The Annie E. Casey discussion of 2024 Changing the Odds Report. Photo: Annie E. Casey Foundation.

The report reveals some improvements since 2019 but racial disparities and inequalities still exist in Atlanta. 

(Atlanta – Thursday, May 2, 2024) – Today, the Annie E. Casey Foundation released insights from their latest report in their Changing the Odds series: Changing the Odds: Comprehensive Solutions for Atlanta’s Future.

Since 2015, the Changing the Odds report series has tracked neighborhood, education and economic data by race to assess disparities and highlight solutions for policymakers, business and community leaders.

This year, nearly 300 community leaders and business, government and education sector members convened to discuss the report’s insights and brainstorm potential solutions to address some of Atlanta’s known and unknown challenges, some of which were illuminated during the Covid-19 pandemic. The goal of the collective working-session is to work towards helping ALL Atlantans fully contribute to and benefit from Atlanta’s growing economy.

The Casey Foundation, a Baltimore-based national private philanthropy group, conducts the series through its Atlanta Civic Site to look at solutions for racial inequity through public and private partnerships.

The report states:

Since the first Changing the Odds in 2015, the city of Atlanta has made significant progress in addressing barriers to opportunity faced by many of its residents of color. Despite gains, progress remains uneven and disparate among racial groups. Black Atlantans continue to face disproportionate challenges in their neighborhoods, schools and access to economic opportunity, impeding their ability to thrive in a rapidly growing city.

The 2024 report noted some positive shifts in terms of education. Atlanta Public Schools have reached an all time high school graduation rate at 87 percent in 2023. The number of Atlanta Public School students enrolled in Advanced Placement courses has also increased in recent years, although the report also stated AP courses are not evenly distributed.

While on the surface, graduation rates for Black and Latino students look promising, further inspection of third grade reading and eighth grade math outcomes point to a downward trend for the city’s younger students. Reading proficiently by the end of third grade is a major predictor of whether a student will graduate from high school. While reading and math scores fluctuated during the pandemic and have since gained some ground, the data show wide racial disparities in Atlanta. Proficiency rates for both third grade reading and eighth grade math among Black students plunged by 12 and 16 percentage points, respectively, in the 2020–21 school year. In the 2022–23 school year, math and reading scores for white students exceeded those of Black students by nearly 60 percentage points in both subjects.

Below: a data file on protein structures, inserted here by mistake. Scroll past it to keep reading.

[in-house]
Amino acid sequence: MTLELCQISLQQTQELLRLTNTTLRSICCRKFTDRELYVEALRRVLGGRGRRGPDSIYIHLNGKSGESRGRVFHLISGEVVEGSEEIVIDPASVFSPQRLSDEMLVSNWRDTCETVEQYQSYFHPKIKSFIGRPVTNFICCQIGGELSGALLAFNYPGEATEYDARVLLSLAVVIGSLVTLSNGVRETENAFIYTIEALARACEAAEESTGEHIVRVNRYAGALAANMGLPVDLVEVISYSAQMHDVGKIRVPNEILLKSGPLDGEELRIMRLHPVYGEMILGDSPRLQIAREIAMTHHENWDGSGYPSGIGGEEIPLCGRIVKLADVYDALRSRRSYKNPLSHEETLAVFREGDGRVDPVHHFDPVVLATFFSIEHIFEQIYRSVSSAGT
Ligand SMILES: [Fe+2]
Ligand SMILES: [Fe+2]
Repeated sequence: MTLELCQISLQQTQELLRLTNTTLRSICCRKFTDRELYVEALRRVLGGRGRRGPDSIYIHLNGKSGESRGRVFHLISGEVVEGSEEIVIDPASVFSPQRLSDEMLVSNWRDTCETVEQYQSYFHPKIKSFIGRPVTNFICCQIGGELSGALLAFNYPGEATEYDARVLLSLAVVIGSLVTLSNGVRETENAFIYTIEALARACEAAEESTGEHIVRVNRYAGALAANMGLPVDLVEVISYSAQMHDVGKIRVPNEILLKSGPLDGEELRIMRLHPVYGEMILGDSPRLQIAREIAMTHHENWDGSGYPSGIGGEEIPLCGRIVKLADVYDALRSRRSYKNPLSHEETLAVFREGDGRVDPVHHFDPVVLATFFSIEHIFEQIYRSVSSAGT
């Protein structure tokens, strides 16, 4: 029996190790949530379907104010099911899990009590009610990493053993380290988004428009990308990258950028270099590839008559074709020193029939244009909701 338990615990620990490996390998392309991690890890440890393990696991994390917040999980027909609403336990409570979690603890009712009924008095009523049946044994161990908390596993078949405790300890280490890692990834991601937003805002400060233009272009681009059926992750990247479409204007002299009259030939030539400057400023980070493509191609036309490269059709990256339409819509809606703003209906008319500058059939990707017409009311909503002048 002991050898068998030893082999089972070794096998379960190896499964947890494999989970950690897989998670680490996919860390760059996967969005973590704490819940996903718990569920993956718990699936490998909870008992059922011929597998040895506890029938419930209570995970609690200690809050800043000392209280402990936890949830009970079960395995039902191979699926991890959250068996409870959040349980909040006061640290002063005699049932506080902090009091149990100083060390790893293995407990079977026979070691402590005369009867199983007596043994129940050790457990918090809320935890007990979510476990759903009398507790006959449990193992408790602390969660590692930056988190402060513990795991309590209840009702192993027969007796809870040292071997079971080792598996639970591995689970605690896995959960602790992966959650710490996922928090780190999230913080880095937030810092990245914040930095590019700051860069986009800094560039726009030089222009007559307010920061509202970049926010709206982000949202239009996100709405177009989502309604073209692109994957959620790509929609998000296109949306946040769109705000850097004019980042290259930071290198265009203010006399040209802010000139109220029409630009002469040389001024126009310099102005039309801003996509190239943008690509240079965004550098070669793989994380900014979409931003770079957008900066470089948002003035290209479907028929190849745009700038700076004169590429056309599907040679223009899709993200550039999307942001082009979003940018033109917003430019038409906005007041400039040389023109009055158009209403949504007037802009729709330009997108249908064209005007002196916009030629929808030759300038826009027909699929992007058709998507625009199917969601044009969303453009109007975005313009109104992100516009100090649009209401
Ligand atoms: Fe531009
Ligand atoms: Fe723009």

The report also examined the wealth gap between racial categories and while there were some positives, there were some downturns. Median incomes for Black households increased by more than $6,000 in inflation-adjusted dollars between 2013 and 2021, the difference in median earnings between Black ($38,854) and white ($114,195) households increased by $3,529 to reach a difference of $75,341 in 2021. Lower earnings translate into lower rates of savings and higher rates of delinquent debt (60 days or more past due). Financial experts recommend that households have savings and accessible assets sufficient to cover expenses for at least three months to weather a financial crisis. In 2020, more than half of Black Atlantans lacked this basic financial cushion, compared to 14% of white residents. In 2022, communities of color in Fulton County had nearly three times the level of delinquent debt as white communities, with the largest portion from medical expenses (19%) followed by student loans (11%).

The report examines Atlanta’s post-Covid-19 data landscape including key areas for children’s healthy development, enduring and growing racial disparities, recommendations to address these disparities and support thriving communities, educational achievement and economic opportunity for all Atlantans.

Read the 2024 Changing the Odds: Comprehensive Solutions for Atlanta’s Future here.

This article was written by Nsenga K. Burton, Ph.D., founder & editor-in-chief of The Burton Wire. Follow Nsenga on social media @Ntellectual.

Follow the Burton Wire @TheBurtonWireNews or @TheBurtonWire on IG.

Previous articleBrown University: Protesters Clear Encampments and Admin Agrees to Vote is the premiere online destination for people who think for themselves. This blog offers news from the African Diaspora, culture that is produced by often overlooked populations and opinion that is informed and based on fact. Tired of the onslaught of websites and talking heads that regurgitate what people want to hear, is a publication that elevates news and perspectives that people need to hear. is for individual thinkers who understand that they are part of a larger collective. What is this collective? Free thinking people that care about the world, who will not be categorized or boxed in by society or culture and are interested in issues and topics that defy stereotypes and conventional wisdom.